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Review: Killer Joe

Class act: Orlando
Bloom, left and
inset, as bent cop
Joe, who is hired to
kill for a life
insurance payout
PICTURE: MARC BRENNER

REVIEW

Killer Joe

Trafalgar Studios, London ★★★★✩

THE classiest guy in this Texas-set thriller is Orlando Bloom’s menacing Joe. He’s a cop who, from his Stetson to his cowboy boots, is more bent than a coat hanger, and who hires himself out to those who want someone dead and can pay 25,000 bucks.

The other men here are what might be called trash. Drug dealer Chris (Adam Gillen) and his dad Ansel (Steffan Rhodri) hire Joe to murder Chris’s mother, also Ansel’s ex. The plan is to collect the life insurance after it goes to Chris’s young sister Dottie (Kingsman’s Sophie Cookson) who is happy to see her mother murdered because of the time she tried to smother her as a baby.

Now, since Tracy Letts wrote his violent 1993 play — later a movie starring Matthew McConaughey — linking the word ‘trash’ to a kind of abode is seen as offensive. But there is no avoiding the fact that this particular family reside in a trailer. And what Letts’s pitch-black comedy reveals is that for some families trapped in this poverty pit, depravity has become their normal.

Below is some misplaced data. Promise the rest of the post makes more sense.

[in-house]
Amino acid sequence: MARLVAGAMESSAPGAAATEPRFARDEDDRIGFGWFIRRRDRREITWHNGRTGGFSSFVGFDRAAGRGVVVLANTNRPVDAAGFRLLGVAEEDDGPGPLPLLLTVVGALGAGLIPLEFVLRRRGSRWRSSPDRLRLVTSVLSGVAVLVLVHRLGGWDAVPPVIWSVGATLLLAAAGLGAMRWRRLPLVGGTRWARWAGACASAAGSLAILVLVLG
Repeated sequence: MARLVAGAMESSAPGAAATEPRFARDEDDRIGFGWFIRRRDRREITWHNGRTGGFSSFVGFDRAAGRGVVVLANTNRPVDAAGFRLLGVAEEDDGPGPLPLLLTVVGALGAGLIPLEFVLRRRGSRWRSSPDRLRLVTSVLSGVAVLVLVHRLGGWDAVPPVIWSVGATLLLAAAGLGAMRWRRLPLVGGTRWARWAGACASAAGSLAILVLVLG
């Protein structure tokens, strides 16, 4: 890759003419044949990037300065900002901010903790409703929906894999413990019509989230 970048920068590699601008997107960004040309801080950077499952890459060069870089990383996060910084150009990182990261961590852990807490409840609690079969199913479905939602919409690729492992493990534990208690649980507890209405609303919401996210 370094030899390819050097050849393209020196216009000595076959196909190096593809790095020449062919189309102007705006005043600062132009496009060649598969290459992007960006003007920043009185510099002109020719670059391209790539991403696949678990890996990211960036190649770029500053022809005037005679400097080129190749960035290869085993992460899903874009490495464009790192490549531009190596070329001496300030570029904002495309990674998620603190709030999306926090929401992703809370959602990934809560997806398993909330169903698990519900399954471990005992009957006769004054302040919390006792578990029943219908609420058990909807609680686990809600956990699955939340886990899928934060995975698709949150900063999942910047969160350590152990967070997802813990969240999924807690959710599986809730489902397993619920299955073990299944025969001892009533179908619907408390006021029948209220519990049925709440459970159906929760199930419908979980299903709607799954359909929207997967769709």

Chris’s stepmom Sharla (Shetland’s Neve McIntosh) is the kind of woman who answers the door nude. Bloom fans also get an eyeful when his Joe, who has installed himself in Dottie’s bed as part down payment for the murder, confronts an intruder butt naked (to the delight of Bloom’s girlfriend Katy Perry who posted her admiration for the Pirates Of The Caribbean star’s cheeks on social media during a preview performance).

And as if to underline the lack of etiquette, there’s a hilarious moment when Joe wants to make a speech and tries to attract attention by tapping his polystyrene cup with his plastic fork.

Yet what shocks is the calm with which children and their father discuss murdering their mother.

Simon Evans’s gripping production never quite expunges doubt that this slice of social deprivation is intended to entertain rather than prick social consciences. But the excellent Bloom is full of menace, and the question as to whether the sheer matinee-idol prettiness of this star prevents him from convincing in such an ugly role, is well answered.